I created super small habits that I could practice every day that take just a little time, help my brain focus better, create an environment for me to be productive, and also make me feel good.
Here are some small habits that can add more positivity to your day too:
Get excited about making a change. To create extra time in your day, consider creating a morning routine that is customized to your needs, your work schedule, and your personal goals. I recommend listening to a podcast called Achieve Your Goals which is hosted by Hal Elrod, the author of a book called The Miracle Morning. It is a useful guide to structuring your mornings so that you can accomplish things early, feel more productive, and work consistently towards your personal goals.
Say thank you. As soon as you wake up, take a notebook and write 3 things you are grateful for today: it can be something as simple as a roof over your head, food in the fridge, a warm bed, running water; a positive relationship with people you love the most; an education that allows you to read, write, etc. Practicing gratitude about what we have going for us can restructure our brain to focus on the “haves” instead of steering to the negativity of the “have nots.” This exercise should take only 5 minutes.
Try meditating. This small practice doesn’t require a lot of time, it’s simple to follow, and it has many benefits, including better focus throughout the day, more concentration, and a greater sense of calm. Meditating early in the day can clean your brain of any cluttered thoughts and prepare it for the day ahead. To get you started with just 10 minutes, try the Headspace app. It’s fun and easy to use.
Get moving. Pick any activity that requires your body to move. It can be a visit to the gym for an hour if you have the time, but it can also be a shorter activity: a morning yoga routine, a set of hindu pushups or sun salutation poses, a 20-minute power walk or a brisk run before hitting the shower. The goal is to be consistent, so even a 30 minute workout will energize you and prepare you for the day.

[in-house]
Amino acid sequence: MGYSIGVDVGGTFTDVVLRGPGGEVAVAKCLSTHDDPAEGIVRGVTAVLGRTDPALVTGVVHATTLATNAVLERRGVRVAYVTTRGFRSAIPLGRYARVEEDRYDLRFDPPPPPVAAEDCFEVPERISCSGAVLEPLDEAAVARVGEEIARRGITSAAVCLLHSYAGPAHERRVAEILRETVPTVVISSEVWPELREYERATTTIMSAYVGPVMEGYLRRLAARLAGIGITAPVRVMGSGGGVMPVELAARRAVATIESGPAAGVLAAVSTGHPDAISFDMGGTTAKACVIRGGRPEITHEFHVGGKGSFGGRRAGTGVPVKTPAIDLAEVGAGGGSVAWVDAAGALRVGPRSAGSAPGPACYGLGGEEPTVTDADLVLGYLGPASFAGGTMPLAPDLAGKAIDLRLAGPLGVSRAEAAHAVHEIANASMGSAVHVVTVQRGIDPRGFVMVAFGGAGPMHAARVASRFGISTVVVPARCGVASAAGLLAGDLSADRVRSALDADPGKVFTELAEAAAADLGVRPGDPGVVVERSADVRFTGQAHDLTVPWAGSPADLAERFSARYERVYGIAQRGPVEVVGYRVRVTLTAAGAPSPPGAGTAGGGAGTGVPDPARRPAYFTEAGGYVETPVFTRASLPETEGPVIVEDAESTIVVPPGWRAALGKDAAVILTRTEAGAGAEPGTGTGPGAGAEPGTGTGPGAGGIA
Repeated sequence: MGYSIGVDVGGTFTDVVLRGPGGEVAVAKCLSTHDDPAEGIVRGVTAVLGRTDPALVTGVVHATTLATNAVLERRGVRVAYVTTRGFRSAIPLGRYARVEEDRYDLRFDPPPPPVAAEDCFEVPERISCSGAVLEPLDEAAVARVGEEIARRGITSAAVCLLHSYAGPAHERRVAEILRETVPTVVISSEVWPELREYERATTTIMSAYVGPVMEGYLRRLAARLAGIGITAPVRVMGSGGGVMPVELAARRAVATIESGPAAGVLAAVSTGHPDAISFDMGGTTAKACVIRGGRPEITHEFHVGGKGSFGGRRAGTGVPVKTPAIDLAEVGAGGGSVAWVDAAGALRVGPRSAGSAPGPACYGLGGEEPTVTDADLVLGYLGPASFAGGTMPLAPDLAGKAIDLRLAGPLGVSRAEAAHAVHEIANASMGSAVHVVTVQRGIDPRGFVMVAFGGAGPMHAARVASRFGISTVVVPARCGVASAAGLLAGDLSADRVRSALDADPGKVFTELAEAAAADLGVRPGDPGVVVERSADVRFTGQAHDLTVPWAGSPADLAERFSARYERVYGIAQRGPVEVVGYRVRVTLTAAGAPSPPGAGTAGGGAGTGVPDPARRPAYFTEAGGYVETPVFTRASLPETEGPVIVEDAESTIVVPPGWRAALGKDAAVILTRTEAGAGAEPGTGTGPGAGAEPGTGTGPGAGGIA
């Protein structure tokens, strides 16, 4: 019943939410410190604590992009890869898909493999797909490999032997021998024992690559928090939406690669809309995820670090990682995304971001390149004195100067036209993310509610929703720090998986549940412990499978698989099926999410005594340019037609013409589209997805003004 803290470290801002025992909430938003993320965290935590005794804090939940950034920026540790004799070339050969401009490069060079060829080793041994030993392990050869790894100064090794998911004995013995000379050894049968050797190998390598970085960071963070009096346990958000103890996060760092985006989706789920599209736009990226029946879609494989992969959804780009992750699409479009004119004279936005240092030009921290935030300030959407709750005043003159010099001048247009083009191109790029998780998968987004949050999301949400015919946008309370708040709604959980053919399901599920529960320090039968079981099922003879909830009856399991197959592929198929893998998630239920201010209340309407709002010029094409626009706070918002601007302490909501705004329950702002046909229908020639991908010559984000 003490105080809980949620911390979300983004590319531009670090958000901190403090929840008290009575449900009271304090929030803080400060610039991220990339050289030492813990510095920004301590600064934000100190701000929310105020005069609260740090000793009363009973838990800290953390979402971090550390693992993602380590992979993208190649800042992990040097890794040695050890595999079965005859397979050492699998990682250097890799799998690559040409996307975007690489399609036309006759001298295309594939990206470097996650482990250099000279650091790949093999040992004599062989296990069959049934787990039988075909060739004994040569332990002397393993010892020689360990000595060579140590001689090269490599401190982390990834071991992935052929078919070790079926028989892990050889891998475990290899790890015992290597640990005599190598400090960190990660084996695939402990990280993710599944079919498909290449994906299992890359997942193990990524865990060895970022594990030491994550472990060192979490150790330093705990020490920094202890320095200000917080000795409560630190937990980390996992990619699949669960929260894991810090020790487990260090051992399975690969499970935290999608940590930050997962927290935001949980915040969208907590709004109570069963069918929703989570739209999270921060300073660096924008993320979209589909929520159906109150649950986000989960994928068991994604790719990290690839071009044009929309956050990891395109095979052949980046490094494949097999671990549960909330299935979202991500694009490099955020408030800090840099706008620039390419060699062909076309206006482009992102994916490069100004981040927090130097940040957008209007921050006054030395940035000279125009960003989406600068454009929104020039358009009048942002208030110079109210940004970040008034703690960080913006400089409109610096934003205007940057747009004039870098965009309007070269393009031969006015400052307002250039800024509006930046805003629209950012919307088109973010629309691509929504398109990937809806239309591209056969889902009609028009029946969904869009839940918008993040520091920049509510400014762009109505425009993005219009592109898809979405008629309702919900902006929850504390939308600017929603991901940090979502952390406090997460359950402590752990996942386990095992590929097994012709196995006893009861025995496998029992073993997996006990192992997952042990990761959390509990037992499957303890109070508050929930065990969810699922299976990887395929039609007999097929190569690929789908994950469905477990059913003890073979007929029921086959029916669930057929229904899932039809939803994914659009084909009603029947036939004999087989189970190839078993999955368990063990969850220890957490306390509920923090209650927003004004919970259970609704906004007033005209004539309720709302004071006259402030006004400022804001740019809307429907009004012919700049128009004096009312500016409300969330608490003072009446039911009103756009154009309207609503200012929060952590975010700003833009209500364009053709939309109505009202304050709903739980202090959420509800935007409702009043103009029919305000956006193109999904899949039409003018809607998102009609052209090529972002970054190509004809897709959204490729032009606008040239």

Have breakfast. And never skip it. It’s your fuel for starting the day and it helps you to feel alert, energized, and motivated. Choose something that is balanced, light, yet filling, such as a combination of protein, healthy fats, fresh fruit. Some breakfasts ideas are:
- Overnight oats (no cooking needed): mix a few spoonfuls of oats, 1 teaspoon each of chia seeds and flax seeds, some walnuts, almonds, raisins; add a bit of almond milk or water to blend; leave in fridge overnight and top it off in the morning with some fresh fruit.
- Parfait: layer Greek yogurt with granola, walnuts/almonds/cashews, and fresh fruit (papaya, banana, strawberries, oranges, grapefruit, apples, pears, mango).
- Oatmeal with chia seeds, flax seeds, walnuts, almonds, dates, shredded coconut, raisins or cranberries; blend with a spoon of peanut butter and add fresh fruit on top.
Do your deep work FIRST, i.e. early in the day. Deep work is what your analytical brain does to perform the most complex tasks (reading, comprehension, application, problem-solving). Some scientists call this time of day the brain’s peak performance time, and it’s roughly 2-4 hours after we wake up (if you wake up at 6, your peak times are between 8 and 10 a.m.). Block this time off to work, then set your phone to Airplane mode so you won’t be interrupted; have a coffee or tea ritual to make the experience more enjoyable; put on your headphones and listen to music that gives you energy or that is calming (such as classical music).
Flex your happiness muscle. Do you want to be happier? Who doesn’t?! To make a positive change or two in your life, treat happiness like a habit and actively look for what you can do to become happier every day. One of Harvard University’s most popular lecturers, Tal Ben-Shahar, wrote a book called Happier: Learn the Secrets to Daily Joy and Lasting Happiness. He focuses on positive psychology and how to apply the concept of happiness to daily life, for example in school, the workplace, and in our personal relationships.